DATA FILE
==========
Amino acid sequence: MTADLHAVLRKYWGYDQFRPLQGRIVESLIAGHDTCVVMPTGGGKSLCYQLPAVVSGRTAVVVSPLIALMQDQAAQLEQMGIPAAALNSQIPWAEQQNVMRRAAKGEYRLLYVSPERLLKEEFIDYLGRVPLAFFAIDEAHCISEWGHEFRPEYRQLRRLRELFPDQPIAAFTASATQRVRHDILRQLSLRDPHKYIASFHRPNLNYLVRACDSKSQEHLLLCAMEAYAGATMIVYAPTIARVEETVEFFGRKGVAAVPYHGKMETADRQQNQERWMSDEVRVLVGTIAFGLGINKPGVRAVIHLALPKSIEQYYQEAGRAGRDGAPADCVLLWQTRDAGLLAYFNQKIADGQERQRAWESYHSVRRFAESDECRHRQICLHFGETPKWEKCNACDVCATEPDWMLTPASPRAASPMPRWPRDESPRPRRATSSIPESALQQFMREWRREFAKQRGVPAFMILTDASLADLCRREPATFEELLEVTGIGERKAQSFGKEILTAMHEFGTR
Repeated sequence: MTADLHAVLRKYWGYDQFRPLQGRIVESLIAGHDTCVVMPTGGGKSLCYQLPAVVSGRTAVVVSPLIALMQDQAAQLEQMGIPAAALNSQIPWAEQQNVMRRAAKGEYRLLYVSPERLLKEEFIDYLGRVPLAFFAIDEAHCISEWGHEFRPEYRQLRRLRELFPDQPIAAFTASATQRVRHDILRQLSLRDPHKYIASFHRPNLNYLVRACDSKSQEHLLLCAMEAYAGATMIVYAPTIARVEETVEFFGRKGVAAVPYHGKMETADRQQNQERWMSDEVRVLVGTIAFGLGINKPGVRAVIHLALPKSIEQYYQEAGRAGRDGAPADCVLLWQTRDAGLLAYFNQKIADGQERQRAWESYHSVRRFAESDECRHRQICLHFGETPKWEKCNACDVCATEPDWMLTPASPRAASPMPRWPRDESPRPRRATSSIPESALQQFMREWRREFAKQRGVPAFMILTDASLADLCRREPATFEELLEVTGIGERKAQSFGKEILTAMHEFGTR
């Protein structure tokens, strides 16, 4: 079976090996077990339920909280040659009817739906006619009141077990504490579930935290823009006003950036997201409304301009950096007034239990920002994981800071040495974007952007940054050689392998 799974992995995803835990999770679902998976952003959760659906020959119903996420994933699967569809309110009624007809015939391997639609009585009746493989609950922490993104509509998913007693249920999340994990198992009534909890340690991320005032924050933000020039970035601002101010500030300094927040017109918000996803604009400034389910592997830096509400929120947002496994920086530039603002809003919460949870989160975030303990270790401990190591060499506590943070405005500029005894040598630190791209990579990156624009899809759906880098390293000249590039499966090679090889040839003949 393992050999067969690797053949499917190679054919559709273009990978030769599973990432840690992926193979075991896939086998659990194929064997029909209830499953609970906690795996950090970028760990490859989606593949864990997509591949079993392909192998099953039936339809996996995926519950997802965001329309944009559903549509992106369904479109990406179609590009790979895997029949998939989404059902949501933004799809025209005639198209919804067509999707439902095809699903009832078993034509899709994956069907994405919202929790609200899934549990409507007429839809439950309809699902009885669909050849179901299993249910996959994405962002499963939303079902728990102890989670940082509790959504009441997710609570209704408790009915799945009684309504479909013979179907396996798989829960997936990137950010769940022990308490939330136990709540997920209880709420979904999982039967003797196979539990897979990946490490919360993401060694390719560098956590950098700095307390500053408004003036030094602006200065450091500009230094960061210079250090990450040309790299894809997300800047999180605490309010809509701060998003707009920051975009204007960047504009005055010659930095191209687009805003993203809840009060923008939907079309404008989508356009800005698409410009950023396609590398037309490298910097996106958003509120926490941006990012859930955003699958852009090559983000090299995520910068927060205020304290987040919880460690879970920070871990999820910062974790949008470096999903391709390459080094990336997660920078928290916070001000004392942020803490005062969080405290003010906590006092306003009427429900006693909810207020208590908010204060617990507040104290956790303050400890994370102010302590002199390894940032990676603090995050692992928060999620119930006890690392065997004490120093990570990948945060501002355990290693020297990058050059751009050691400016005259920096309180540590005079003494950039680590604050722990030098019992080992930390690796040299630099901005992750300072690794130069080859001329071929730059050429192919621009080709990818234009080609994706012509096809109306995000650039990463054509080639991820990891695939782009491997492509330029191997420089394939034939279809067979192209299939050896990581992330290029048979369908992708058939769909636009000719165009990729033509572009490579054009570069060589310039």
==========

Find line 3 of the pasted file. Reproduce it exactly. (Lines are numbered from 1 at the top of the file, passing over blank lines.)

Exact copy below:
């Protein structure tokens, strides 16, 4: 079976090996077990339920909280040659009817739906006619009141077990504490579930935290823009006003950036997201409304301009950096007034239990920002994981800071040495974007952007940054050689392998 799974992995995803835990999770679902998976952003959760659906020959119903996420994933699967569809309110009624007809015939391997639609009585009746493989609950922490993104509509998913007693249920999340994990198992009534909890340690991320005032924050933000020039970035601002101010500030300094927040017109918000996803604009400034389910592997830096509400929120947002496994920086530039603002809003919460949870989160975030303990270790401990190591060499506590943070405005500029005894040598630190791209990579990156624009899809759906880098390293000249590039499966090679090889040839003949 393992050999067969690797053949499917190679054919559709273009990978030769599973990432840690992926193979075991896939086998659990194929064997029909209830499953609970906690795996950090970028760990490859989606593949864990997509591949079993392909192998099953039936339809996996995926519950997802965001329309944009559903549509992106369904479109990406179609590009790979895997029949998939989404059902949501933004799809025209005639198209919804067509999707439902095809699903009832078993034509899709994956069907994405919202929790609200899934549990409507007429839809439950309809699902009885669909050849179901299993249910996959994405962002499963939303079902728990102890989670940082509790959504009441997710609570209704408790009915799945009684309504479909013979179907396996798989829960997936990137950010769940022990308490939330136990709540997920209880709420979904999982039967003797196979539990897979990946490490919360993401060694390719560098956590950098700095307390500053408004003036030094602006200065450091500009230094960061210079250090990450040309790299894809997300800047999180605490309010809509701060998003707009920051975009204007960047504009005055010659930095191209687009805003993203809840009060923008939907079309404008989508356009800005698409410009950023396609590398037309490298910097996106958003509120926490941006990012859930955003699958852009090559983000090299995520910068927060205020304290987040919880460690879970920070871990999820910062974790949008470096999903391709390459080094990336997660920078928290916070001000004392942020803490005062969080405290003010906590006092306003009427429900006693909810207020208590908010204060617990507040104290956790303050400890994370102010302590002199390894940032990676603090995050692992928060999620119930006890690392065997004490120093990570990948945060501002355990290693020297990058050059751009050691400016005259920096309180540590005079003494950039680590604050722990030098019992080992930390690796040299630099901005992750300072690794130069080859001329071929730059050429192919621009080709990818234009080609994706012509096809109306995000650039990463054509080639991820990891695939782009491997492509330029191997420089394939034939279809067979192209299939050896990581992330290029048979369908992708058939769909636009000719165009990729033509572009490579054009570069060589310039």